Recently, I was trying to follow my own advice and run a very difficult combat encounter that involved varied terrain, non-standard situations, and a decent number of enemies and enemy types.
I found myself repeatedly forgetting that certain enemies had certain abilities, and I kept making poor tactical decisions. This was particularly bad in the case of the wizard, which was high level and had an extensive spell list. These slip-ups ultimately made the encounter much easier than I intended.
How do I handle this issue when I DM? Other than the glib "don't forget anything," are there any table-tested techniques or tricks that keep you from forgetting or overlooking abilities?
I'm running my games partially online (some players physically present, others video in), using Roll20, if anyone has suggestions that are specific to that platform.
Prepare your tools
I find it's helpful to prepare your tools. It is a time investment to do this, but the idea is that you move the hard work to the DM prep time so you don't have to do it during the actual game.
Flash cards: one card per monster
This could just be index cards. I hand-write each one myself. The practice also helps me remember everything so that each card becomes a guide rather than a crutch.
List HP, AC, traits, immunities, etc. Order them according to Initiative.
List turn actions. Ex: Turn 1, cast Hold Person; Turn 2, cast Booming Blade.
This trades flexibility for speed. When you, as the DM, find that you are overwhelmed by the number of actions and options your monsters can take, you have too much flexibility. Reduce your cognitive load by determining the monsters' actions before the battle.
This allows you to quantify exactly how powerful a monster will be during the encounter, both in terms of damage and support.
This may not always be possible, or you might sometimes need to deviate from the plan. But your goal for big fights should be to design encounters that enable you to stick to the plan.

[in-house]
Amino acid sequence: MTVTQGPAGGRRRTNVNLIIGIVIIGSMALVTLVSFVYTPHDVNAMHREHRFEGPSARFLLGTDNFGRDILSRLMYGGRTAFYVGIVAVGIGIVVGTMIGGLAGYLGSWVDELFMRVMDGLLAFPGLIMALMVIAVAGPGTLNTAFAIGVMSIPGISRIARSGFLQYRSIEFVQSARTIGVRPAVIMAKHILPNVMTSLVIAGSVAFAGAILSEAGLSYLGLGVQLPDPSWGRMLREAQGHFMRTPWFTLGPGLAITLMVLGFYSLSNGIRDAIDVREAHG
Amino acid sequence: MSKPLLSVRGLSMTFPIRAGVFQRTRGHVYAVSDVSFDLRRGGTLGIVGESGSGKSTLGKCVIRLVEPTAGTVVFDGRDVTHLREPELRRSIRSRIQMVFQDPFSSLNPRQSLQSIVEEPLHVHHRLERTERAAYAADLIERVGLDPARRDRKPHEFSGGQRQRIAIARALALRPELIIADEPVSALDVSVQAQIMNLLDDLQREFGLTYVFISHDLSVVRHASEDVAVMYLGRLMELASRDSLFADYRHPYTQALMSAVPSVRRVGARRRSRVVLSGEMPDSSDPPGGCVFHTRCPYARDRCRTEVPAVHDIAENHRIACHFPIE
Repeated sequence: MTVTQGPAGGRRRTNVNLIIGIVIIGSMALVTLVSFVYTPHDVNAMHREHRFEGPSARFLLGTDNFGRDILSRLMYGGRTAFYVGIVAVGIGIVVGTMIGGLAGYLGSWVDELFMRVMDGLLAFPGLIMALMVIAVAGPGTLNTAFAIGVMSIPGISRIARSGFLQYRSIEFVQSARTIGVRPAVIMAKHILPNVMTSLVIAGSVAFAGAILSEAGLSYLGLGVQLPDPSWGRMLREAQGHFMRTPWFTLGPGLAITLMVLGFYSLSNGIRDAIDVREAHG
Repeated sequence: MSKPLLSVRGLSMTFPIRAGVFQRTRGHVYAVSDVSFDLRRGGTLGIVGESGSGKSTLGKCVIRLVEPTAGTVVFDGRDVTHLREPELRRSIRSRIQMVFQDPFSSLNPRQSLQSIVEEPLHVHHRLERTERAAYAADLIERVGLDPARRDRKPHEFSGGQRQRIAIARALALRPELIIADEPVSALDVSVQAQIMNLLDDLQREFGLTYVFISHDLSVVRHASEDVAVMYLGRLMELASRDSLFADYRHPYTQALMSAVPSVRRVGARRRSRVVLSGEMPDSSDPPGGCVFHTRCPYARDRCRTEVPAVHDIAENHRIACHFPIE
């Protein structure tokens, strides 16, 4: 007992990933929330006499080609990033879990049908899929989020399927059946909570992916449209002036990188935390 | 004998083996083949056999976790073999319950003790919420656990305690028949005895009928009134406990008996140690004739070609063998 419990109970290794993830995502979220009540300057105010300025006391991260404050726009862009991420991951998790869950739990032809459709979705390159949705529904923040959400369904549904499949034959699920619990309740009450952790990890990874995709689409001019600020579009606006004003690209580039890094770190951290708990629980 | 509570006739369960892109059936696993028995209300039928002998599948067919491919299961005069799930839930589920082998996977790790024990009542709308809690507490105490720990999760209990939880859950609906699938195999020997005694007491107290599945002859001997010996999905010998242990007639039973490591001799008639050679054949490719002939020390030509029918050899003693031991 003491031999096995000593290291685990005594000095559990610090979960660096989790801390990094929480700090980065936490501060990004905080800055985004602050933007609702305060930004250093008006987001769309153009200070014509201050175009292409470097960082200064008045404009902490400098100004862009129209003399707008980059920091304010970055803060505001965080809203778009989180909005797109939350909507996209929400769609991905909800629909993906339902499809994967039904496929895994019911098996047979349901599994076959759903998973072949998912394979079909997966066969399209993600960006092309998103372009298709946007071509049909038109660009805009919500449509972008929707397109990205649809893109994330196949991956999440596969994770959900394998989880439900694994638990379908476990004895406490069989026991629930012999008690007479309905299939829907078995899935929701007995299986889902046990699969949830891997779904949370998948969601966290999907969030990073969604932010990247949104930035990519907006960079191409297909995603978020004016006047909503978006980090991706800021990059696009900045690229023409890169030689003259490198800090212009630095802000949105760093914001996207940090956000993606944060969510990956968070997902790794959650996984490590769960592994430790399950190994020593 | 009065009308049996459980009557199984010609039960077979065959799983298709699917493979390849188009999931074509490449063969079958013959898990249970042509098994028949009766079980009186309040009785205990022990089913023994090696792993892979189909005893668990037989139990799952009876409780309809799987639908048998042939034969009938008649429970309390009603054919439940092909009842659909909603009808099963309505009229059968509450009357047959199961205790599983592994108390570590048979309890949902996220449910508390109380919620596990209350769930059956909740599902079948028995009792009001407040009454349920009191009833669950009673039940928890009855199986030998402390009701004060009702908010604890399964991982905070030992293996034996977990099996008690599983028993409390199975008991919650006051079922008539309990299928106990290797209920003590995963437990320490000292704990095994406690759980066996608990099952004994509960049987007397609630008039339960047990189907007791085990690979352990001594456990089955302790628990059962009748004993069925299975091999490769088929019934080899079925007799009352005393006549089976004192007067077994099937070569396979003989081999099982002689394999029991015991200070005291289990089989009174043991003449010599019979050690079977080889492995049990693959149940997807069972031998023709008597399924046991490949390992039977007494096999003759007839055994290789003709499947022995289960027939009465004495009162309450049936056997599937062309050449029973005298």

List reactions and triggers, with emphasis
Pre-roll attacks, damage, and ability checks
Cheat Sheets: a handwritten list of encounter-relevant info that replaces the DM screen
The primary benefit of a DM screen is it hides your rolls. Tacking general info onto it can be useful too, but the DM screen info cannot ever be tailor-fit to serve each encounter. If you're running a big encounter, the screen will not be optimized to help you run it. Instead, use only one sheet of paper that you will write various conditions, hazards, and other notes that you think will be useful for you in this specific battle. Use only this and ignore the DM screen's info.
Take a second letter-sized paper, fold it in half length-wise. Use the left side to outline the flow of battle you expect to happen, but do not make it too specific. Use the right side as "post it note" space -- details that you think will be relevant at each major point in the battle's flow. For example: the DC for the trap door, the weight capacity of the bridge, or the specific reminder that this area is dimly lit. Try to limit yourself to only one page per encounter. Don't use the back of the first cheat sheet because you want to have both sheets handy at the same time.
Handouts: information -- maps, trivia, etc -- you give to your players ahead of time. This will let them, if they take the handout seriously, to pre-ask all the questions you consider trivial during the encounter.
Your players may not always take the handout seriously. They might receive it and read it, but forget about it 10 minutes later. So only fill it with info that you think they should already know, such that if they ask "what do I know about X?" or "how do I get from A to B?" you can just say, "It's in your handouts." This reduces the work you have to do to run the encounter.
Full Disclosure: I always run Theater of the Mind, so using maps as handouts may be more useful for me than another DM who uses grids.
Practice the battle
Run the battle over the course of the week. After a certain point, you may start considering options you didn't initially think about. This includes better strategies for your monsters, abilities you didn't know you had, or fun new twists you didn't think about previously.
This is also why it's good to do practice runs over one week. If you do it in one day, you might miss out on some of these new techniques. But if you sleep on it and come back, you might have a new insight you didn't previously have in your last test run.
Enforce order at the table
This may not be a problem for you, but it's important to keep everybody focused at the table, because some players might derail or distract you or the others. This equals more work for you as the DM, and so it may lead to you forgetting more things.
Ask the players to put their phones away. It also helps if you've built up the tension leading to this encounter, so they are on the edge of their seats and don't want to look away (use music to set the mood).